JG: No. Every age has its horrors. In our hyper-informed times it seems the world changes every five minutes. In a longer view, I think the world does not change at all every 500 years. Human nature is fixed, and literature reminds me of that.
BB: What were the sources of your research? Did you access them via the internet? Libraries?
JG: My research took ten years and the sources were many. Everything from hotel registers in Egypt, to Civil War letters discovered in a descendant’s attic. Libraries were vital, but I did not make much use of the internet. Like real detective work, proper research requires shoe leather.
BB: You handled the homosexual love story with such delicacy. Were you deliberately avoiding a twenty-first century frankness on the subject?
JG: Yes, although I did not think of it that way. I avoided all twenty-first century speech, notions, fads, and sensibilities as best as I could in all aspects of the entire novel. I wrote the novel longhand with a fountain pen! I tried to write the love story as it would have felt to the men who lived it. We all think of our moments of love as beautiful, and I tried to write these scenes with beauty.
BB: We loved the way you neatly tied up the story with the finding of the missing collar stud as the house was being dismantled. Did you have that device in mind from the beginning?
JG: Yes, although in my planning notebook it was a button.
BB: Which book(s) from your childhood helped to shape the person you are today?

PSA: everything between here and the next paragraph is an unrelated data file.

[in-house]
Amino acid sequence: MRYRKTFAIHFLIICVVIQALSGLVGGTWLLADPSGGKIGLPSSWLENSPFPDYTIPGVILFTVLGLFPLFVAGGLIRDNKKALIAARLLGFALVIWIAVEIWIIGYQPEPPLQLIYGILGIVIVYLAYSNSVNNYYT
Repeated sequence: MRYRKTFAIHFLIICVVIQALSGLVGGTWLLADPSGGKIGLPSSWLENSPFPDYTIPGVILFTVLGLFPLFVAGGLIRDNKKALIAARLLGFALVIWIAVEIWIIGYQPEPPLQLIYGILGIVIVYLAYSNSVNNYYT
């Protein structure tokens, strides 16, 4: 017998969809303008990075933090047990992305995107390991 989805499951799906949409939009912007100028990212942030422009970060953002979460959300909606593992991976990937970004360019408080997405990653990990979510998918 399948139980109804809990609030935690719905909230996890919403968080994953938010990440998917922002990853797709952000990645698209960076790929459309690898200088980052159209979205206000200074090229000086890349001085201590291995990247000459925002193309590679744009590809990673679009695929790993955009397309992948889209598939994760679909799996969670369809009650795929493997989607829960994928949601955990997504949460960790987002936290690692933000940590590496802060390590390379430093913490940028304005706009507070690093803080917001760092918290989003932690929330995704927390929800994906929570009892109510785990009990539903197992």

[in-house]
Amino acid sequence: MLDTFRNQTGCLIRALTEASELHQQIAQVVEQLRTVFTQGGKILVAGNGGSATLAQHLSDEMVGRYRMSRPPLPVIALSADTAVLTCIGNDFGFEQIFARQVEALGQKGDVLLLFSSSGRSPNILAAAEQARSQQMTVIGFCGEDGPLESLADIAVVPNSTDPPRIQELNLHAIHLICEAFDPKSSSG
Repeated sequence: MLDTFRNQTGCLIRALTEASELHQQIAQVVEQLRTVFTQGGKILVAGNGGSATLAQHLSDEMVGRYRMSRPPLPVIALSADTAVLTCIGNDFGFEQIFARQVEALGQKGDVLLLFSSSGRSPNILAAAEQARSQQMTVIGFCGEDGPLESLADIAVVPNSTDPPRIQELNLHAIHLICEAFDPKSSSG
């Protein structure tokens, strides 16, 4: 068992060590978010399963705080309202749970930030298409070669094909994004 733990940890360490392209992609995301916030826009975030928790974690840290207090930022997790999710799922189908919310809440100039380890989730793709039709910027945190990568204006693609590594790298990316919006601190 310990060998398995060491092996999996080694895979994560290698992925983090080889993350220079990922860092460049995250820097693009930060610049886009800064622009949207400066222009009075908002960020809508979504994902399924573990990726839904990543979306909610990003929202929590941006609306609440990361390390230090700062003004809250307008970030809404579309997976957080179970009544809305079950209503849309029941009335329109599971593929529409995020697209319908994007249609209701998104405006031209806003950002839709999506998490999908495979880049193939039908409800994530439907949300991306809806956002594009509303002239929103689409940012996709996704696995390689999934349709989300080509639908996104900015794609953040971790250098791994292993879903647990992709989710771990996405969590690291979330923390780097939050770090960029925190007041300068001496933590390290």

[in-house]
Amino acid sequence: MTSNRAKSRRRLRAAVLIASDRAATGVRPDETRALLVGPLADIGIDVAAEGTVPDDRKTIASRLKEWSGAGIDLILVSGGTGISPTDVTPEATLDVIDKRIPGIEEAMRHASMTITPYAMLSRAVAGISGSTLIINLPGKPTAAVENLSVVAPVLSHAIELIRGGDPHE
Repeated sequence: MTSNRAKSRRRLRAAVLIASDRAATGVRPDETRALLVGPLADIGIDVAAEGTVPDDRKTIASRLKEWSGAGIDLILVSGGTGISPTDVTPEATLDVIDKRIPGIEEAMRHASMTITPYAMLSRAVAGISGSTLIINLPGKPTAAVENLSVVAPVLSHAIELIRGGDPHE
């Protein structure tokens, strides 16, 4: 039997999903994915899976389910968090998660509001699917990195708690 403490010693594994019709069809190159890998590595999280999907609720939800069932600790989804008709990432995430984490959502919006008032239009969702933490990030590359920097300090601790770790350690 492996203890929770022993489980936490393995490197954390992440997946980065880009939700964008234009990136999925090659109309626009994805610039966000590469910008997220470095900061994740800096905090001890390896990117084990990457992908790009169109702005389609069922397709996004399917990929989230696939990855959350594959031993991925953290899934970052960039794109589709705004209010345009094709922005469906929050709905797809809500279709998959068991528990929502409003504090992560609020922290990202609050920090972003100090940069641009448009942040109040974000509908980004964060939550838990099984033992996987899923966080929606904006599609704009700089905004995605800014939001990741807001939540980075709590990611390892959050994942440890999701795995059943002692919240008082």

JG: My first book love was The Story About Ping by Marjorie Flack. I also loved The Peddler of Colored Threads by Winifred Shattuck and as an older child I will always remember White Bird by Clyde Robert Bulla. As a teen I read a lot of poetry (Neruda and Roethke were favorites) and I had a long love affair with The Great Gatsby by Fitzgerald and anything written by Tom Robbins. I suppose I must also mention The Stick Style and The Shingle Style by Vincent Scully. That one really altered my life!
BB: Aside from your own title(s), which books are you quick to recommend to other readers? Who are your favorite authors?
JG: Oh, there are so many! One of my favorites is now being offered in your catalog, All Passion Spent by Vita Sackville-West [also a 2018 Book a Month pick], but all the Bloomsbury group are wonderful. Bruno’s Dream by Iris Murdoch and Ancient Light by John Banville are both loved by me but I would read anything written by either author. Robert Penn Warren is responsible for my favorite first paragraph of any novel in his All the King’s Men as well as his stellar poetry. I was thrilled and awed you compared my prose to that of Edith Wharton as I enjoy all her books especially Ethan Frome, and her short story “Roman Fever” is in my opinion one of the best of all time. I have long admired Marguerite Duras’s The Lover and Vladimir Nabokov’s Lolita, especially contrasted with one another. I have just finished Stephan Benatar’s Wish Her Safe at Home which is the finest description of a descent into madness I have ever read. Then there is Henry James, Henry James, Henry James.
BB: What future projects can our readers look forward to seeing from you? Is there a second novel in the works?
JG: Unreliable narrators, Transcendentalist tough girls, glamorous spiritualists, deluded utopians, slick artificers, seances in darkened rooms, an employee of a leper colony, and a rooster named Pretty Boy. They are all lining up in another notebook. Stay tuned.
BB: Many thanks to Jane Goodrich for sharing her novel-writing (and house-building) experience with us!